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Gideon the Ninth

November 11, 2019

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Gideon the Ninth, by Tamsyn Muir, is another novel about necromancy. This one has gotten a lot of publicity and came out in a strange hardback edition with the ends of the pages dyed black.

I liked reading Gideon the Ninth okay, but didn’t find the world-building to be particularly well done, or the characters especially well drawn. The plot takes a long time to get going, throwing out red herrings in all directions for the first eighty pages until we finally land on the planet where the main action is to take place—whereupon we’re met with another red herring. We’ve finally found our way through all the stuff about Gideon’s “house,” which is the ninth, and her “necromancer,” a girl she grew up with, and we’re about to find out how all the “necromancers” and their “cavaliers” are going to learn to be “lyctors.” They’ve all been brought together and are being addressed by “Teacher,” who has promised to tell them how the competition will work and what they’ll have to learn. Gideon is not excited at the prospect:
“Everybody was poised in readiness for the outlined syllabus, and scholarship made her want to die. There would be some litany of how breakfast would take place every morning at this time, and then there’d be study with the priests for an hour, and then Skeleton Analysis, and History of Some Blood, and Tomb Studies, and, like lunchtime, and finally Double Bones with Doctor Skelebone. The most she could hope for was Swords, Swords II, and maybe Swords III.”
Instead of outlining a syllabus, though, Teacher simply tells them not to open a locked door without permission. Then they spend the rest of the novel exploring what seems to be a centuries-old laboratory complex full of dangers and directions for learning what an old culture knew about necromancy. The pleasure of reading all this is not because of the plot, the characters, or the world-building. The pleasure is mostly in the dialogue.

When someone gives Gideon a dirty look, it’s way more than that:
“It was not the first time she had received that look. Sister Lachrimorta had looked at her that way almost exclusively, and Sister Lachrimorta was blind. The only difference in the way that Crux had looked at her was that Crux had managed also to encapsulate a complete lack of surprise, as though she already had managed to disappoint his lowest expectations. And a very long time ago—painfully folded in the back of her amygdala—the Reverend Mother and the Reverend Father had also looked at her like that, though in their case, their diffidence had been cut through with a phobic flinch: the way you’d look at an unexpected maggot.”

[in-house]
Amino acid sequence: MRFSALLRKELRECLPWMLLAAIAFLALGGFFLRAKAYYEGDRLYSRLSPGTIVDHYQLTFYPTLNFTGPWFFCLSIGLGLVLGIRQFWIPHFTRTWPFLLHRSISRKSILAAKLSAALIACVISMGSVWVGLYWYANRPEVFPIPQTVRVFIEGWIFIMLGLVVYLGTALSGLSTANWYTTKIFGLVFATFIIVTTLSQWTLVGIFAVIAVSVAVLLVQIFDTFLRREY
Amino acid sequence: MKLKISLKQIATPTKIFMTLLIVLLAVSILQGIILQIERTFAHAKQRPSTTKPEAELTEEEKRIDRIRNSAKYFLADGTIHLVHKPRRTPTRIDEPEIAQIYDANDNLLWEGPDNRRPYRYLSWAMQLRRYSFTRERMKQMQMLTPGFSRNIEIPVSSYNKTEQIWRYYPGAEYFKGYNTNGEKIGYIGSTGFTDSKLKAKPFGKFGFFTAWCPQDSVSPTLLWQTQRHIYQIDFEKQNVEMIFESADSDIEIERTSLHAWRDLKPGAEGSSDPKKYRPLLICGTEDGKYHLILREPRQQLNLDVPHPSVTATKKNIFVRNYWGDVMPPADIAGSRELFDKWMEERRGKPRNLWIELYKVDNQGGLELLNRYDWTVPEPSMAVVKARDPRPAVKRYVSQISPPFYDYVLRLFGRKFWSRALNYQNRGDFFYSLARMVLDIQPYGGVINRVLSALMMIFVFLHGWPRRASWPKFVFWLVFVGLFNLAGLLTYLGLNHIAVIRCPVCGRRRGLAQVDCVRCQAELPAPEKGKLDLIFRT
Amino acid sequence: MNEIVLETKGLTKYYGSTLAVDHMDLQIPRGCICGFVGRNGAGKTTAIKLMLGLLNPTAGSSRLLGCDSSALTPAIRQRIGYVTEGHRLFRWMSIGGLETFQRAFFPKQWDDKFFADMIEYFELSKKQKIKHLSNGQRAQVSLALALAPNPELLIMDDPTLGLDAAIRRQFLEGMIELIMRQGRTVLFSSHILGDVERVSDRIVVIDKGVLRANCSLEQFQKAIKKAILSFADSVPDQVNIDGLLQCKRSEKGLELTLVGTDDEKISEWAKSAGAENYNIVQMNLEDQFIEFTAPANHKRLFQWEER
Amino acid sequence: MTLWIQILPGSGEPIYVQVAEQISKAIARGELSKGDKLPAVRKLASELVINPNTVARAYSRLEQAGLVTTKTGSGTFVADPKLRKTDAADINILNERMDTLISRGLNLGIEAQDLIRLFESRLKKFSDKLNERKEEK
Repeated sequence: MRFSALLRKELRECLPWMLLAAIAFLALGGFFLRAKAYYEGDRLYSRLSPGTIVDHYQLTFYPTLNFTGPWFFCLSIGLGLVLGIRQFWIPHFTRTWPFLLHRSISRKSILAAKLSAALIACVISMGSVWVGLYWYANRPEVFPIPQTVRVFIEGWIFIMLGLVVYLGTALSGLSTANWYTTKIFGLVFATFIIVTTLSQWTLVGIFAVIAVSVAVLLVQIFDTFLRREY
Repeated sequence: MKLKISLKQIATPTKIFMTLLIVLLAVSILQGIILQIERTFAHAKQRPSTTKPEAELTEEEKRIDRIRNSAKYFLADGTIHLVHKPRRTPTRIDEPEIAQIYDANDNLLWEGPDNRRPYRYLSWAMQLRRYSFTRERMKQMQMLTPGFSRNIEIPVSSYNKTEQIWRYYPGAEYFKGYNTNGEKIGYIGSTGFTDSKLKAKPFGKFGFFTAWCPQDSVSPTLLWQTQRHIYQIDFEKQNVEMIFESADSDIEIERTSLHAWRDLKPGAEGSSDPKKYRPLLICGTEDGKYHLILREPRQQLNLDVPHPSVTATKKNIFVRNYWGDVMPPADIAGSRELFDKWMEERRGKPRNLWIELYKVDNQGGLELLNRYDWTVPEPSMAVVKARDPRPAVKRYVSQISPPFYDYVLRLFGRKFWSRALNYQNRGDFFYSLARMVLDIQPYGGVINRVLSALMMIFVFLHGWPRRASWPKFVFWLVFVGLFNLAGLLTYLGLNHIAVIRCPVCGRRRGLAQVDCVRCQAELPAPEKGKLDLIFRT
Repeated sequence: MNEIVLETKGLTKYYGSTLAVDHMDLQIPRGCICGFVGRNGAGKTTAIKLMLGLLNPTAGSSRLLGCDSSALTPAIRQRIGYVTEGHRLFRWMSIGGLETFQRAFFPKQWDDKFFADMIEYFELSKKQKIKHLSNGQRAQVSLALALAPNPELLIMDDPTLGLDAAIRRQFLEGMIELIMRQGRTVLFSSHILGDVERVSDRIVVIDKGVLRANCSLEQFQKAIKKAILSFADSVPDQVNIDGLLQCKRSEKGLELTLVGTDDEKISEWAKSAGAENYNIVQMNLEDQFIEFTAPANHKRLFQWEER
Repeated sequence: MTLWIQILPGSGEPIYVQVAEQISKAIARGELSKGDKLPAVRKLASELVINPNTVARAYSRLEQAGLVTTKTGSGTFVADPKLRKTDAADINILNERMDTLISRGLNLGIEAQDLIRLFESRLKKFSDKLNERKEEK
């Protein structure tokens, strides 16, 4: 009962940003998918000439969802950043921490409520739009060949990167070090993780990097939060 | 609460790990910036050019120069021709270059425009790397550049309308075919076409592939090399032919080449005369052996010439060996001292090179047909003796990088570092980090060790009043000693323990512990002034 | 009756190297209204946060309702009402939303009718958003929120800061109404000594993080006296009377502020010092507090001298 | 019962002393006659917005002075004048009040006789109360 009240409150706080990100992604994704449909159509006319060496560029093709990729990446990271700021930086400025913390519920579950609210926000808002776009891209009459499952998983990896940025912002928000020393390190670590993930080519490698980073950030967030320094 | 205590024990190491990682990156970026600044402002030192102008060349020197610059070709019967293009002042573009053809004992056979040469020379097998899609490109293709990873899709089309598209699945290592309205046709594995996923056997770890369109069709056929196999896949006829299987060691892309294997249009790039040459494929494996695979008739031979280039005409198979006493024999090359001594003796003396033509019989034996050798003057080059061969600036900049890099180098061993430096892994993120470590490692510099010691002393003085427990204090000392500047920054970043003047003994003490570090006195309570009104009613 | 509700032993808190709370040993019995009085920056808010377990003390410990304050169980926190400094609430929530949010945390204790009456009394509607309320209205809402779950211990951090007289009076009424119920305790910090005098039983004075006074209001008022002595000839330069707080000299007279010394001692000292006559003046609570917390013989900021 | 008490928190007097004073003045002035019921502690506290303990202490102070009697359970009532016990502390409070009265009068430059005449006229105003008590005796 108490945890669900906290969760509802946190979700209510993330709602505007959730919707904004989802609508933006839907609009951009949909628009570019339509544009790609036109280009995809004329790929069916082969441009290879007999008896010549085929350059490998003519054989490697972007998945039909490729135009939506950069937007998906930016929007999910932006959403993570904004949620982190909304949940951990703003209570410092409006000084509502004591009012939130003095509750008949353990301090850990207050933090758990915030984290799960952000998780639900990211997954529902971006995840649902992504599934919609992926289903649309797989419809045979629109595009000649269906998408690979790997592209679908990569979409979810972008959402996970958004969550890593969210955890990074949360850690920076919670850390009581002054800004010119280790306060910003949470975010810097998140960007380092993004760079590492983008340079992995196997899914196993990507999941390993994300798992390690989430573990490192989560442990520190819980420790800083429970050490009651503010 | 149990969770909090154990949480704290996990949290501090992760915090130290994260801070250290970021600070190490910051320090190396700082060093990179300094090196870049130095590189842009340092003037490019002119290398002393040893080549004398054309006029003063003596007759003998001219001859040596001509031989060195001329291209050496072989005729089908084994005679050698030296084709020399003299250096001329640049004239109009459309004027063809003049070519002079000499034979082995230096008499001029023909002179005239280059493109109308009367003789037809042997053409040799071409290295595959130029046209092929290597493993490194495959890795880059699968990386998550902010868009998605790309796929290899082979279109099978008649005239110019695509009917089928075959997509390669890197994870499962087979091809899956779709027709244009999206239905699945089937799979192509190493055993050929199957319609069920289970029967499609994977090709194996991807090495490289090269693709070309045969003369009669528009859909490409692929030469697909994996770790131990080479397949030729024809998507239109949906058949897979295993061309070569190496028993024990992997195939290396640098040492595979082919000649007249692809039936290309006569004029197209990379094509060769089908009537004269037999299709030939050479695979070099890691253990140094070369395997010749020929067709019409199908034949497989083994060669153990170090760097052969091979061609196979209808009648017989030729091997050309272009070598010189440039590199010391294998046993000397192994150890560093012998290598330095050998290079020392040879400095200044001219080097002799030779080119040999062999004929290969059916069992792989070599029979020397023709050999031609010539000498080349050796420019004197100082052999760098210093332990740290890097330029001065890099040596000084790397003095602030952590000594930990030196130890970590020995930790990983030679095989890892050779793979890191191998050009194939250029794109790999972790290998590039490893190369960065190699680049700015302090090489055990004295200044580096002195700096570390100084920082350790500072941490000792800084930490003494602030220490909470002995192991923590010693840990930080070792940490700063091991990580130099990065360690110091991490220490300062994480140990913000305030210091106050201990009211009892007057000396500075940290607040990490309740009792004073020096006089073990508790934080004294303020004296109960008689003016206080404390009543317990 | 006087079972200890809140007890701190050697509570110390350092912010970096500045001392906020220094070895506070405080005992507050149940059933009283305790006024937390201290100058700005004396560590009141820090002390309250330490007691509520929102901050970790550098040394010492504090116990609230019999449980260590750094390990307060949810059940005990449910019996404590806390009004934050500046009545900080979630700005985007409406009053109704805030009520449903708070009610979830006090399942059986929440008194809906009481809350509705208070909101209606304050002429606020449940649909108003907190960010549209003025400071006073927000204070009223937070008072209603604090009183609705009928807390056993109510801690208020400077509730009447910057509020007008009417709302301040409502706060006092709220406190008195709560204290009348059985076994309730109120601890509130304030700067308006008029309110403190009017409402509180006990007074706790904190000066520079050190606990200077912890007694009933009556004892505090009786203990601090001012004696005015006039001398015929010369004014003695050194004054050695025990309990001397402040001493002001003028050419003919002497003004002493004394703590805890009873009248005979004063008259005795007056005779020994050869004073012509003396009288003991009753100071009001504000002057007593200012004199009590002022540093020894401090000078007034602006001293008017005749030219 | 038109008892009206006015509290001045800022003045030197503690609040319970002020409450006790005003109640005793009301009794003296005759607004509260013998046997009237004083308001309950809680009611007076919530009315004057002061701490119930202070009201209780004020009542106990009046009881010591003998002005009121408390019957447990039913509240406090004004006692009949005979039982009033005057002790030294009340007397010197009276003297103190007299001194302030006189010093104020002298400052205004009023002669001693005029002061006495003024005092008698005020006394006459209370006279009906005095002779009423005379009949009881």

Gideon has been forced into becoming a “cavalier” by her necromancer, Harrow, and in the beginning of the novel it seems they hate each other: “they clashed so consistently that they were with each other most of the time. They fought each other bloody, for which Harrow was not punished and Gideon ways. They set elaborate traps, sieges, and assaults, and grew up in each other’s pockets, even if it was generally while trying to grievously injure the other one.”

But through the steps of their shared task, Gideon and Harrow learn to respect and then love each other. Again, the pleasure is in the snark, not in their course of true love:
“’Harrow,’ said Gideon, finding her tongue, ‘don’t say these things to me. I still have a million reasons to be made at you. It’s hard to do that and worry that you got brain injured.’
‘I’m merely saying you’re an incredible swordswoman,’ said the necromancer briskly. ‘You’re still a dreadful human being.’
‘Okay, cool, thanks,’ said Gideon. Damage done though.’”

Because this is an inside-out universe, with a ruler who is called the “Necromancer Prime; the Resurrection; the God of the Nine Houses; the Emperor Undying,” the people in it have a skewed perspective on life and death. They are used to skeletons as servitors and dead bodies as easy sources of information. So when one of the necromancers expresses her point of view on life and death, the reader may take it as a bit of world-building, although it turns out to be one of the keys to the mystery of the novel:
“Life is a tragedy….Left behind by those who pass away, not able to change anything at all. It’s the total lack of control…Once somebody dies, their spirit’s free forever, even if we snatch at it or try to stopper it or use the energy it creates. Oh, I know sometimes they come back…or we can call them…but even that exception to the rule shows their mastery of us. They only come when we beg. Once someone dies, we can’t grasp at them anymore.”

An inventive first novel, Gideon the Ninth is the first of a planned series. If you read this one, you will probably join me in the hope that the second one, Harrow the Ninth, will run on more than snark and sarcasm.

 

2 Comments leave one →
  1. November 16, 2019 8:49 am

    As I think we’ve discussed, I usually have SUCH a hard time with books where “funny” is a major way you would describe them, and I particularly tend not to love protagonists who are sort of detached and snotty like this? So I was worried that I wouldn’t enjoy this book, and then I ended up enjoying it SO much. It was one of these cases where for so long I was like “ugh why are there so many characters ugh who are they all” and then at some point a switch flipped and I would die for any of them. JUSTICE FOR [redacted].

    • November 16, 2019 10:32 am

      I think the moment when the switch flips is when the reader realizes that this is, at its heart, a romance novel, full of heroism and sacrifice.

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